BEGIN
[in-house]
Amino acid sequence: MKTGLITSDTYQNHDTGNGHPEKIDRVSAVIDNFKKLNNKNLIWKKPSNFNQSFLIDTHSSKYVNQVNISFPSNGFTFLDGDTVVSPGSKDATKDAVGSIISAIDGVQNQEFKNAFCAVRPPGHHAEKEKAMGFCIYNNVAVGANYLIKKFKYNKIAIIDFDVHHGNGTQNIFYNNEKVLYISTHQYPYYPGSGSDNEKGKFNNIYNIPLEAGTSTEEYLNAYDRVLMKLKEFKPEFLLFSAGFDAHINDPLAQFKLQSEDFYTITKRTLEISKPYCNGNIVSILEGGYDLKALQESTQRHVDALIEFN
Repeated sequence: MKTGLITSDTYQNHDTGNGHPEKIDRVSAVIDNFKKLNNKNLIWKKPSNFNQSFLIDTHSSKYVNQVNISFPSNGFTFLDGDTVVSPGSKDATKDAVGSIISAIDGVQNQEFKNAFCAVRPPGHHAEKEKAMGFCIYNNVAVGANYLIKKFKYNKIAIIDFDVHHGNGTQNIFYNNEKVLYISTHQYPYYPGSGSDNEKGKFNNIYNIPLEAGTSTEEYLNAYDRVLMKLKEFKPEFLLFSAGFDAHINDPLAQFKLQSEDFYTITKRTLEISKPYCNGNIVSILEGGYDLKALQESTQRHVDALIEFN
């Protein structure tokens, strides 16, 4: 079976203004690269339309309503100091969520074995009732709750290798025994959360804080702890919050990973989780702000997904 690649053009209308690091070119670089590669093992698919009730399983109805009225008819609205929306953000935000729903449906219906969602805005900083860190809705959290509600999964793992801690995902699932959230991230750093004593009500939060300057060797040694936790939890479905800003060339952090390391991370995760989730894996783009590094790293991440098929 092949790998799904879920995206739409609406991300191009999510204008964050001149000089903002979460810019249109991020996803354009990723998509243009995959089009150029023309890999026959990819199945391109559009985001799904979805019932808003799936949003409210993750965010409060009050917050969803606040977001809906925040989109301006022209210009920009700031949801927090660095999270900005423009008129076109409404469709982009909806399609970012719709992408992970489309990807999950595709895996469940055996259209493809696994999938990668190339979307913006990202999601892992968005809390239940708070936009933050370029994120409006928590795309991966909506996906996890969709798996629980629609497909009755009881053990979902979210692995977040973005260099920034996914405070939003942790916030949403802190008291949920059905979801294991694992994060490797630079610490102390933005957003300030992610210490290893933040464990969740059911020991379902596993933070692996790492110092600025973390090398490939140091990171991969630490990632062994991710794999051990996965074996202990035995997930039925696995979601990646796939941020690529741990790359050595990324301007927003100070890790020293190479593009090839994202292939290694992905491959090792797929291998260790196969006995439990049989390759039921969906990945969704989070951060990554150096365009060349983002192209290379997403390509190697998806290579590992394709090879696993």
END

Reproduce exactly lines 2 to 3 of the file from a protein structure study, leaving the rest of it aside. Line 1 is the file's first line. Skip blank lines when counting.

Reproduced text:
Amino acid sequence: MKTGLITSDTYQNHDTGNGHPEKIDRVSAVIDNFKKLNNKNLIWKKPSNFNQSFLIDTHSSKYVNQVNISFPSNGFTFLDGDTVVSPGSKDATKDAVGSIISAIDGVQNQEFKNAFCAVRPPGHHAEKEKAMGFCIYNNVAVGANYLIKKFKYNKIAIIDFDVHHGNGTQNIFYNNEKVLYISTHQYPYYPGSGSDNEKGKFNNIYNIPLEAGTSTEEYLNAYDRVLMKLKEFKPEFLLFSAGFDAHINDPLAQFKLQSEDFYTITKRTLEISKPYCNGNIVSILEGGYDLKALQESTQRHVDALIEFN
Repeated sequence: MKTGLITSDTYQNHDTGNGHPEKIDRVSAVIDNFKKLNNKNLIWKKPSNFNQSFLIDTHSSKYVNQVNISFPSNGFTFLDGDTVVSPGSKDATKDAVGSIISAIDGVQNQEFKNAFCAVRPPGHHAEKEKAMGFCIYNNVAVGANYLIKKFKYNKIAIIDFDVHHGNGTQNIFYNNEKVLYISTHQYPYYPGSGSDNEKGKFNNIYNIPLEAGTSTEEYLNAYDRVLMKLKEFKPEFLLFSAGFDAHINDPLAQFKLQSEDFYTITKRTLEISKPYCNGNIVSILEGGYDLKALQESTQRHVDALIEFN